Analysis of data from Jefferson Lab’s CEBAF Large Acceptance Spectrometer supports the pentaquark discovery recently announced by the SPring-8 physics lab in Japan.
Physics Lab in Japan reports evidence for the Pentaquark; Jefferson Lab data supports discovery
A Five-quark state has been discovered, first reported by a group of physicists working at the SPring-8 physics lab in Japan. All confirmed particles known previously have been either combinations of three quarks (baryons, such as protons or neutrons) or two quarks (mesons such as pions or kaons). Although not forbidden by the standard model of particle physics, other configurations of quarks had not been found till now. The "pentaquark" particle, with a mass just above 1.5 GeV, was discovered in the following way. At the Spring-8 facility a laser beam is scattered from a beam of 8-GeV electrons circulating in a synchrotron racetrack. These scattered photons constitute a beam of powerful gamma rays, which were scattered from a fixed target consisting of carbon-12 atoms. The reaction being sought was one in which a gamma and a neutron inside a carbon nucleus collided, leaving a neutron, a K+ meson, and a K- meson in the final state. Efficient detectors downstream of the collision area looked for the evidence of the existence of various combinations of particles, including a short-lived state in which the K+ and the neutron had coalesced. In this case the amalgamated particle, or resonance, would have consisted of the three quarks from the neutron (two "down" quarks and one "up" quark) and the two quarks from the K+ (an up quark and a strange antiquark). The evidence for this collection of five quarks would be an excess of events (a peak) on a plot of "missing" masses deduced from K- particles seen in the experiment (http://www.aip.org/mgr/png/2003/193.htm).
The Laser-Electron Photon Facility (LEPS) at the SPring-8 machine (http://www.rcnp.osaka-u.ac.jp/Divisions/np1-b/index.html ) is reporting exactly this sort of excess at a mass of 1540 MeV with an uncertainty of 10 MeV. The statistical certainty that this peak is not just a fluctuation in the natural number of background events, and that the excess number of events is indicative of a real particle, is quoted as being 4.6 standard deviations above the background. This, according to most particle physicists, is highly suggestive of discovery. (Nakano et al., Physical Review Letters, upcoming article, probably 11 July 2003; text at www.aip.org/physnews/select; contact Takashi Nakano, firstname.lastname@example.org)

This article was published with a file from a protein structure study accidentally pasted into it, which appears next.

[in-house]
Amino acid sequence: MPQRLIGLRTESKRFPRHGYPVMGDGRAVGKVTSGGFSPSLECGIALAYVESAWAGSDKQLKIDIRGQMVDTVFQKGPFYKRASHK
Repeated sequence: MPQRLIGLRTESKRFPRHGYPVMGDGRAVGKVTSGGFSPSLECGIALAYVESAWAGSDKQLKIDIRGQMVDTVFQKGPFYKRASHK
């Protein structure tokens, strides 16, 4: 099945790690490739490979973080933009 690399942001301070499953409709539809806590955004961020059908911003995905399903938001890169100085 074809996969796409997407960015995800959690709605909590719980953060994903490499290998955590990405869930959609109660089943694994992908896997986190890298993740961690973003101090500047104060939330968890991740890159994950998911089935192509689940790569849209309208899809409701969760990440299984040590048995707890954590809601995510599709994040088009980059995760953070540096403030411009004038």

Artificial Intelligence Helps in the Discovery of New Materials
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The Fraunhofer Institute for Organic Electronics, Electron Beam and Plasma Technology FEP has been developing various applications for OLED microdisplays based on organic semiconductors. By integrating the capabilities of an image sensor directly into the microdisplay, eye movements can be recorded by the smart glasses and utilized for guidance and control functions, as one example. The new design will be debuted at Augmented World Expo Europe (AWE) in Berlin at Booth B25, October 18th – 19th.
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For the first time, Fraunhofer IKTS shows additively manufactured hardmetal tools at WorldPM 2016 in Hamburg. Mechanical, chemical as well as a high heat resistance and extreme hardness are required from tools that are used in mechanical and automotive engineering or in plastics and building materials industry. Researchers at the Fraunhofer Institute for Ceramic Technologies and Systems IKTS in Dresden managed the production of complex hardmetal tools via 3D printing in a quality that are in no way inferior to conventionally produced high-performance tools.
Fraunhofer IKTS counts decades of proven expertise in the development of hardmetals. To date, reliable cutting, drilling, pressing and stamping tools made of...
At AKL’16, the International Laser Technology Congress held in May this year, interest in the topic of process control was greater than expected. Appropriately, the event was also used to launch the Industry Working Group for Process Control in Laser Material Processing. The group provides a forum for representatives from industry and research to initiate pre-competitive projects and discuss issues such as standards, potential cost savings and feasibility.
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Every three years, the plastics industry gathers at K, the international trade fair for plastics and rubber in Düsseldorf. The Fraunhofer Institute for Laser Technology ILT will also be attending again and presenting many innovative technologies, such as for joining plastics and metals using ultrashort pulse lasers. From October 19 to 26, you can find the Fraunhofer ILT at the joint Fraunhofer booth SC01 in Hall 7.
K is the world’s largest trade fair for the plastics and rubber industry. As in previous years, the organizers are expecting 3,000 exhibitors and more than...
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